Bank of England: Housing move may cause new bubble

Housing development has already been boosted by government schemes. Picture: TSPL

Housing development has already been boosted by government schemes. Picture: TSPL

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THE UK government’s schemes to prop up the housing market and boost builders risk inflating another housing bubble and must be a short-term measure only, the Bank of England’s deputy governor has warned MPs.

Giving evidence to the Treasury select committee, Paul Tucker said that a medium or long-term mortgage guarantee would be dangerous and unnecessary.

He said: “This country has had an active housing market without a government subsidy. I’m absolutely sure that structure helped brew the bubble that blew up the world in 2007 and 2008. This is not a market that needs a permanent subsidy.”

Tucker was speaking shortly after Persimmon became the latest housebuilder to report soaring business since the “Help to Buy” scheme was launched.

The York-based firm has seen its reservation rate jump by 30 per cent since the initiative was rolled out in April.

Help to Buy is not available in Scotland, where there is currently a more limited scheme, but the Scottish Government is expected to launch an equivalent in the autumn.

Persimmon chief executive Jeff Fairburn told The Scotsman: “We are still providing our own shared equity product, but Scotland would benefit from the introduction of a scheme along the lines of Help to Buy.”

Fairburn thinks the schemes are sustainable. “We’ve been doing it for a number of years now – Help to Buy has replaced other schemes – and we are happy with our own shared equity product,” he said. “It’s a lot of money on the balance sheet, but it’s performing well and we are happy to support it.”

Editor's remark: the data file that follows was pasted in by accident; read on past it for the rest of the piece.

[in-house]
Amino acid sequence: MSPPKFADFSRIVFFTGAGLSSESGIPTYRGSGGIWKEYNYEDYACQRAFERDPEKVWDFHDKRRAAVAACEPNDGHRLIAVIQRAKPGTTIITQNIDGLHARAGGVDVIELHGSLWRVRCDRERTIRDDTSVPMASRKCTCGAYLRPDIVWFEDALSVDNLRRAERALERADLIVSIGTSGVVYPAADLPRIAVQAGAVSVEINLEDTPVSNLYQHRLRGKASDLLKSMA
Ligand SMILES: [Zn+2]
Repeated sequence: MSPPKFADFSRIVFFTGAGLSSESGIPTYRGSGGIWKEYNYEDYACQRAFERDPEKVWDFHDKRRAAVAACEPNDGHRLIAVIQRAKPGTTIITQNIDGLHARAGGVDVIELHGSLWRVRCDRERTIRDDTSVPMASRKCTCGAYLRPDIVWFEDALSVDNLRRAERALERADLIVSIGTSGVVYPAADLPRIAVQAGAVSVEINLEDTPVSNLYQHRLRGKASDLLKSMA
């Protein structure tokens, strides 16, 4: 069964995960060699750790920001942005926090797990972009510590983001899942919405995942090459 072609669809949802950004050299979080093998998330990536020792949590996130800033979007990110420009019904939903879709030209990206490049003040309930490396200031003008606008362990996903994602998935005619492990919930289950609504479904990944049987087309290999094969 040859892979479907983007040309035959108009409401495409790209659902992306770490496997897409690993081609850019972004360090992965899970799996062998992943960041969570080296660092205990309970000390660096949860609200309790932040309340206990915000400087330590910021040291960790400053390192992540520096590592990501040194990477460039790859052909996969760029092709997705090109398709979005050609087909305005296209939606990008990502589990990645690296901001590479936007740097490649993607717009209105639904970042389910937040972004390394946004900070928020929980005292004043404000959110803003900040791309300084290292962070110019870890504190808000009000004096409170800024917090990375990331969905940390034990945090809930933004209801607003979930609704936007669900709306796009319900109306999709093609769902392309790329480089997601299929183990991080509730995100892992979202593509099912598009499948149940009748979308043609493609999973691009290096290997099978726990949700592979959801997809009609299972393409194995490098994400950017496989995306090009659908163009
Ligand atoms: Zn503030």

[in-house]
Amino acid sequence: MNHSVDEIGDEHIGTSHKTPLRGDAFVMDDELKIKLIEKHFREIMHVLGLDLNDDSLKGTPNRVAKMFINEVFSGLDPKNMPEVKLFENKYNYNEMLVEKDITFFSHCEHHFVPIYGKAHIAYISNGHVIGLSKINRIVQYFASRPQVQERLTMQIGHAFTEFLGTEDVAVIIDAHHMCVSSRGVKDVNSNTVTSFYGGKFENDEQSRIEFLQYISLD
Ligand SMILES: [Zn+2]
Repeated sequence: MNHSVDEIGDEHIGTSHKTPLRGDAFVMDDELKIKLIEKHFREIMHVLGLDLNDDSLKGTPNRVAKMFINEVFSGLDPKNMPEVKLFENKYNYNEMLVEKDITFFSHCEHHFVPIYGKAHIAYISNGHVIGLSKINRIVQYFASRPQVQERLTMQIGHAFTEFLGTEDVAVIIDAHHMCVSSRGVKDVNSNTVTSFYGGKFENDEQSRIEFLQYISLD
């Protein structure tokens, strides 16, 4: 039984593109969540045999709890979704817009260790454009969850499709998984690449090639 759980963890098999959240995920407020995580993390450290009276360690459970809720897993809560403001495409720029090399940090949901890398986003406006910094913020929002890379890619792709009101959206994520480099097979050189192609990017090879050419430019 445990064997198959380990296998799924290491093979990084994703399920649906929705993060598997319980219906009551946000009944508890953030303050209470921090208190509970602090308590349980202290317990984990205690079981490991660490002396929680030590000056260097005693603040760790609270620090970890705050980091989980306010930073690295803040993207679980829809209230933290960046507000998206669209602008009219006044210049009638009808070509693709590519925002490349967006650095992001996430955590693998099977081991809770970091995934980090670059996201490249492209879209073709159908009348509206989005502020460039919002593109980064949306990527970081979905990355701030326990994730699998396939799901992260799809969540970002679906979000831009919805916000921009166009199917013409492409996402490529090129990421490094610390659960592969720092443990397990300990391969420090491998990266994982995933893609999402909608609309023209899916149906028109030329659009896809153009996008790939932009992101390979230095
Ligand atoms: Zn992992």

The first part of Help to Buy offers interest-free equity loans of up to 20 per cent of the value of a new house. The second part launches in January and aims to support £130 billion of mortgages and will apply to the second-hand market as well.

Some economists have warned this will further inflate house prices, but Fairburn said it is likely to give builders another boost as some potential buyers were currently being held back by difficulties selling their existing home.

In the six months to the end of June, Persimmon legally completed 5,022 new homes, up from 4,712 in the first half of 2012. Visitors numbers to its sites during the first half of the year were 13 per cent stronger than 12 months ago, and cancellation rates remained at historically low levels, it said.

With housebuilders also benefiting from support to the mortgage market, it came as little surprise that the construction sector picked up the pace of growth in June.

The Markit/Cips’ purchasing managers index for June, published yesterday, edged up to 51 – its highest level since May 2012 and its second month in a row above the 50 mark that separates growth from contraction. The index was up from 50.8 in May, but was slightly below forecasts.

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